I made a plan to protect them by making a small, convenient fence around the flower bed (18 inch chicken wire). Bill and Toka Beall stopped by to see us Thursday night. Bill confirmed that what I planned to do would work. My Friday project was set! I knew where to get what I wanted-by early Friday afternoon my solution against past harm would be in place! I saw the potential problem, in my head I solved that problem, and my reasoned out solution should work!

Friday morning I left for the gym about 6 a.m. (as usual). For some reason, I decided to check my sunflower plants one more time before I bought my supplies. You guessed it-Thursday night a critter ate the whole row (all but one-left to taunt me?).

Oh, well, I could be philosophical and say it happened before I bought the supplies. However, at that moment, I did not feel philosophical. All I felt was this: the critters won-again! I cringe when I think of how many times “dumb” animals made me feel dumb! Good intentions and well-made plans do not produce protection just by thinking!

The lessons in this silly incident are rather profound. It is amazing what we can learn from squirrels, rabbits, or nocturnal critters in general.

  1. Never take tomorrow for granted. It is so easy to decide whatever is will always be. Do not assume that what should be done now will wait on you to do it later. Simply because you see and understand the potential problem does not mean you have solved the problem.
  2. When you know enough to think the situation through, act. Surely, there are consequences to taking action before you know what you need to know. Surely, (also) there are consequences to procrastinating. Rarely will there be a “perfect” time to make a difficult decision. However, making a difficult choice is almost always better than making no choice at all, thus allowing “accident” or “random happenstance” to make the choice for you.
  3. Never ignore the “God factor.” We are not as big as we think we are!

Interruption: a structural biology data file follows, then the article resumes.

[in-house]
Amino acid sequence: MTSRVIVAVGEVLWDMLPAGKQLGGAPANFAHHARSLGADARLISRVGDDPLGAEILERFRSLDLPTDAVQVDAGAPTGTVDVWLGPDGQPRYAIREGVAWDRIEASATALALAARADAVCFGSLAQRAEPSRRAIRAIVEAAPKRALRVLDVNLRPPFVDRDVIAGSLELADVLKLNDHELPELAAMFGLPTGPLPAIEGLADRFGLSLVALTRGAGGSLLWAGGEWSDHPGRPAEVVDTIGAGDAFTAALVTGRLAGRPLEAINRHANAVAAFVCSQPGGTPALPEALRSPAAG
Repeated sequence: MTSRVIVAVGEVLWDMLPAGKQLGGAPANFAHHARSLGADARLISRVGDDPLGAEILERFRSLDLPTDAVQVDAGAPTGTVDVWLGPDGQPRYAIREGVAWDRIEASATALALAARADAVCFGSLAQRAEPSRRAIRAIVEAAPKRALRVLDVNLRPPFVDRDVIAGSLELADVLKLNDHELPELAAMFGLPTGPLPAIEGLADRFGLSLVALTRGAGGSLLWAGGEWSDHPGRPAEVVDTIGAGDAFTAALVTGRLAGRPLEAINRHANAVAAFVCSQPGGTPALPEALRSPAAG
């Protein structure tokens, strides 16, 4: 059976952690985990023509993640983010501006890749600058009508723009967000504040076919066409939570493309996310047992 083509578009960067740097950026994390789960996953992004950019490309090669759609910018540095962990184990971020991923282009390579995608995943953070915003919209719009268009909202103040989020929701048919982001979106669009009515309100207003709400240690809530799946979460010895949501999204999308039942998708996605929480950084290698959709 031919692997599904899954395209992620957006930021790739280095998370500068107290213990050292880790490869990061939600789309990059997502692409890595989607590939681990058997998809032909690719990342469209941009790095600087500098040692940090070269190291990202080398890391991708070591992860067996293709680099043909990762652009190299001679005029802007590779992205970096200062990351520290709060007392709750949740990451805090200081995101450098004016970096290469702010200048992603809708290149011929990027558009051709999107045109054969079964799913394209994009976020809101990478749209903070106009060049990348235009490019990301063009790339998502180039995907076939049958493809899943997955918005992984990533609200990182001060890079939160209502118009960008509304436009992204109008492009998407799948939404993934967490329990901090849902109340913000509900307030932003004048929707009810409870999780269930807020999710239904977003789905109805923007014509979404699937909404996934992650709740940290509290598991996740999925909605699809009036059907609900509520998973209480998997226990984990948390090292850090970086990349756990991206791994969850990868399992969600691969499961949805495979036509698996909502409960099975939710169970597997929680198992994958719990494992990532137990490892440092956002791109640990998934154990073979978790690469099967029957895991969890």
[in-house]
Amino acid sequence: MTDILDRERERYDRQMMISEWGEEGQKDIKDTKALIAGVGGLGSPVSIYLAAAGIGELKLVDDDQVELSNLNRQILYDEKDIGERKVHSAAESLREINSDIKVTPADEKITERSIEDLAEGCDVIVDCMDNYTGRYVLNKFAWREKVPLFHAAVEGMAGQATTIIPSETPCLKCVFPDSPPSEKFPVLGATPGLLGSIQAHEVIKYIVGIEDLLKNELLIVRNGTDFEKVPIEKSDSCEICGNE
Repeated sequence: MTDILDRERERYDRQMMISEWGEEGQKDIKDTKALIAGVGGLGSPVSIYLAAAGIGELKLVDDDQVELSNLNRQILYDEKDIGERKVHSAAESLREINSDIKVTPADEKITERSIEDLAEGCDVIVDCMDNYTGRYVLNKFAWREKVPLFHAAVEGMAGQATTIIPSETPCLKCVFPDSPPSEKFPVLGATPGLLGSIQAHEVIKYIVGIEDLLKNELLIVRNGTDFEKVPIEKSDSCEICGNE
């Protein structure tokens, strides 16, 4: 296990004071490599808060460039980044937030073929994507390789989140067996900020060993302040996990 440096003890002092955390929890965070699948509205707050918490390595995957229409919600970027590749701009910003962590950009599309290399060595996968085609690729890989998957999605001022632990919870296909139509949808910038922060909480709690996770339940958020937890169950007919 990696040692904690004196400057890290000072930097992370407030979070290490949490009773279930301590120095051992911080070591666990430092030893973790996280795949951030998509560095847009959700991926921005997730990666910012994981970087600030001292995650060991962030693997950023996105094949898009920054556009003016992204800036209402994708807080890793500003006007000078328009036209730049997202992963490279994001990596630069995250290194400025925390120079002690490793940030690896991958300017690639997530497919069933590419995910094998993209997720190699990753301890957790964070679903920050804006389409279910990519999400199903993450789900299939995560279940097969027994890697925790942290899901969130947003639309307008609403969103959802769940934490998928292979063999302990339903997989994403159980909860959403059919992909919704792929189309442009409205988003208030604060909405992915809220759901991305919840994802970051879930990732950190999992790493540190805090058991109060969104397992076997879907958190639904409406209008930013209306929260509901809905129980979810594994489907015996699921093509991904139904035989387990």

Could we call this the parable of the sunflower plants and lessen my disappointment?

God Is One

Posted by on June 15, 2008 under Sermons

Hard Choices

Posted by on June 12, 2008 under Bulletin Articles

I have no desire to be an alarmist. In fact, I am convinced that a continuing sense of alarm (just of itself) is useless. I certainly am not against sober thinking or recognizing real dangers. However, spending life focusing our physical existence on “what if” as the latest thunderhead appears on our horizon commonly wastes time and misses opportunity. Life is not to be wasted, nor is it to be spent in a continuing state of alarm.

The issue is not, “How can we keep the worst from happening?” The issue is, “Are we devoted to godly existence regardless of what happens?” In the western world, things were deteriorating in the first century. Things did not suddenly get better because Christianity became a part of the physical scene. In fact, many Christians suffered as the western world continued to deteriorate.

Christianity was not a “fix” to cure the consequences of many bad decisions. Christianity was a way to see physical existence through the Creator’s eyes. Because of God’s act, the hopelessness of physical life was not humanity’s only option, and physical death was no longer the ultimate enemy of human existence. The human decisions of the godless could not destroy the eternal options of those in Jesus Christ.

For decades, Christians in this country seemingly had the option (1) in numerous ways to live the lifestyle of the godless and (2) to do so while devoting themselves to traditional expressions of Christian existence. We were prosperous enough to do both. We did so convinced that God protected us from the physically undesirable and prospered those who espoused His values. We did so even though our Savior was crucified, apostles like James and Paul were killed, and numerous early Christians were killed.

What will happen if there is a severe recession in this country? What if businesses fail in unbelievable numbers, and our homes continue to decline in value? What if the job market continues to decline? What if the entire world enters a recession? What if there is massive starvation worldwide?